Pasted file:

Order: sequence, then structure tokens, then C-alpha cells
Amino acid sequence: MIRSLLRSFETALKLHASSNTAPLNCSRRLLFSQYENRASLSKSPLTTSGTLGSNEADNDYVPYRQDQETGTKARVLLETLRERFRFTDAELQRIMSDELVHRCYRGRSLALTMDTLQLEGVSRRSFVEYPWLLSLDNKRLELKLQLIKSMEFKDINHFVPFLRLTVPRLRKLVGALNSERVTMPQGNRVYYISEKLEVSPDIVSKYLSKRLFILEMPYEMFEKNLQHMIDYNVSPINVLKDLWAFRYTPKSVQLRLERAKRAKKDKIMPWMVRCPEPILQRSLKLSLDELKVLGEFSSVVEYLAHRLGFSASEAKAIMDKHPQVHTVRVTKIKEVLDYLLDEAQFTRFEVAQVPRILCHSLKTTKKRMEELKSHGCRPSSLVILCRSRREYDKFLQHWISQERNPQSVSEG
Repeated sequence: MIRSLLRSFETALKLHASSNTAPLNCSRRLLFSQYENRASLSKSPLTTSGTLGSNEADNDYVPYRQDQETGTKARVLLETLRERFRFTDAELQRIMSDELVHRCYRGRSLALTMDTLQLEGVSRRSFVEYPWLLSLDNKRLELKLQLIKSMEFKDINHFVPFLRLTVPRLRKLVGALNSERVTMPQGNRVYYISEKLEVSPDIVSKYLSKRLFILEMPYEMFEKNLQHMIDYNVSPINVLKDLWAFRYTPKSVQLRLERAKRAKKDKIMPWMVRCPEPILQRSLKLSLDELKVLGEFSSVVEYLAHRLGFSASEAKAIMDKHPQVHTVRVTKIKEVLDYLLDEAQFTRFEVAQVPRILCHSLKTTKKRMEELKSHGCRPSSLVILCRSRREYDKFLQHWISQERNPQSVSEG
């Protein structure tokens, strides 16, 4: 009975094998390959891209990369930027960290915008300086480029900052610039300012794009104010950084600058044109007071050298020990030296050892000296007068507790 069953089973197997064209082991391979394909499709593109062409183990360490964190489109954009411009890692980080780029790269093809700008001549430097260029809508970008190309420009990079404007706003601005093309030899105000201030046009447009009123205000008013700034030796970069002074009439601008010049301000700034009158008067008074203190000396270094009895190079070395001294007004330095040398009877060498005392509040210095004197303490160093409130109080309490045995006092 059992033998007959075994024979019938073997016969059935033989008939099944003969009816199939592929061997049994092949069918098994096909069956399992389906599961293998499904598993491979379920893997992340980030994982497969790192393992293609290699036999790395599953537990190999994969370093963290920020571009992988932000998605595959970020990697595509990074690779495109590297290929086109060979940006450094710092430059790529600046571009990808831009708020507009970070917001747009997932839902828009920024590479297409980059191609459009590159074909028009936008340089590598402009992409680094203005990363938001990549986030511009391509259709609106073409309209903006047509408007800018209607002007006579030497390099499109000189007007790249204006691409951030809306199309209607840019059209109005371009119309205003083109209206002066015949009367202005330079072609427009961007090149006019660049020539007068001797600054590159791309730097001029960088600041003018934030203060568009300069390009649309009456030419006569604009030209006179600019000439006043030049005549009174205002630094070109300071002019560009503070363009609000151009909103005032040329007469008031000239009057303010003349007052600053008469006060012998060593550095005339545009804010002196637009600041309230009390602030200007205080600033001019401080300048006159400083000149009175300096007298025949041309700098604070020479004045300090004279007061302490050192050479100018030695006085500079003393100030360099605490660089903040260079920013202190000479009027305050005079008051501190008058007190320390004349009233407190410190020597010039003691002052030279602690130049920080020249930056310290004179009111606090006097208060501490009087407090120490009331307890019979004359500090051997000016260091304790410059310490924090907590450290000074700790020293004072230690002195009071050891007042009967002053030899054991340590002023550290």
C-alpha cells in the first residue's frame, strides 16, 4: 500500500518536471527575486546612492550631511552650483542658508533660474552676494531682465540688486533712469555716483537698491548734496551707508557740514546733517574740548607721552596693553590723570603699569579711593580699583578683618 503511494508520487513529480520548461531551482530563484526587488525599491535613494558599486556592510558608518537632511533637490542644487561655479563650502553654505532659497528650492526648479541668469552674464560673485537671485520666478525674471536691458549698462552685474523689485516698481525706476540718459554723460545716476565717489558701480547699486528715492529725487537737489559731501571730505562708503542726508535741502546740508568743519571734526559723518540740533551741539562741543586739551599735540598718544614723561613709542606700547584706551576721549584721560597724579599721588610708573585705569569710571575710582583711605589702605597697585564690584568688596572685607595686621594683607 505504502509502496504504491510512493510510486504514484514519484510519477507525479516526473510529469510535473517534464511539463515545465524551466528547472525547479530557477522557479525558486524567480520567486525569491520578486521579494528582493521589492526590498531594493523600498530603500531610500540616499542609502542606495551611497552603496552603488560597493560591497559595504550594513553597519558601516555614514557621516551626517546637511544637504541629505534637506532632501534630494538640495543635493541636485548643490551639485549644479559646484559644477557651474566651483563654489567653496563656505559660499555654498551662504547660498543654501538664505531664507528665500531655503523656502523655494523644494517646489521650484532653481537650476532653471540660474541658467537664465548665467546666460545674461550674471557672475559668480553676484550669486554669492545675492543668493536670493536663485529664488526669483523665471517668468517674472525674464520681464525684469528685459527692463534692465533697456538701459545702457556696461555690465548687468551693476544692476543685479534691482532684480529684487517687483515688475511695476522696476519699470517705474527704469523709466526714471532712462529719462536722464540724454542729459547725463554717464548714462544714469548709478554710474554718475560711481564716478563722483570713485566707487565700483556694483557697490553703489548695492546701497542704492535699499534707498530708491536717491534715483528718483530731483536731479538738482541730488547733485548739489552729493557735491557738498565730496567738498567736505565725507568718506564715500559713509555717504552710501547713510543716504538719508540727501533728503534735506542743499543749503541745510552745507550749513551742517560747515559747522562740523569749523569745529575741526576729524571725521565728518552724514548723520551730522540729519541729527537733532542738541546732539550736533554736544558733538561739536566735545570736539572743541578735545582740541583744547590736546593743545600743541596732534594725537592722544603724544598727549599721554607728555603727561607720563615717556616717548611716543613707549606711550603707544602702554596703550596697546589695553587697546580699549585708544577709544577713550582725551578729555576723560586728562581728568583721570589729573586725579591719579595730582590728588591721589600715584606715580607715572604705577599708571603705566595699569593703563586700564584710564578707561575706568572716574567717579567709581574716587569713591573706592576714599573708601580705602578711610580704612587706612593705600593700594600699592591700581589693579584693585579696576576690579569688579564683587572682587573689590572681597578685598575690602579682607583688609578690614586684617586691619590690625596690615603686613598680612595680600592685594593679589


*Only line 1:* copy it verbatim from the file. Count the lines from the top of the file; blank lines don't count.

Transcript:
Order: sequence, then structure tokens, then C-alpha cells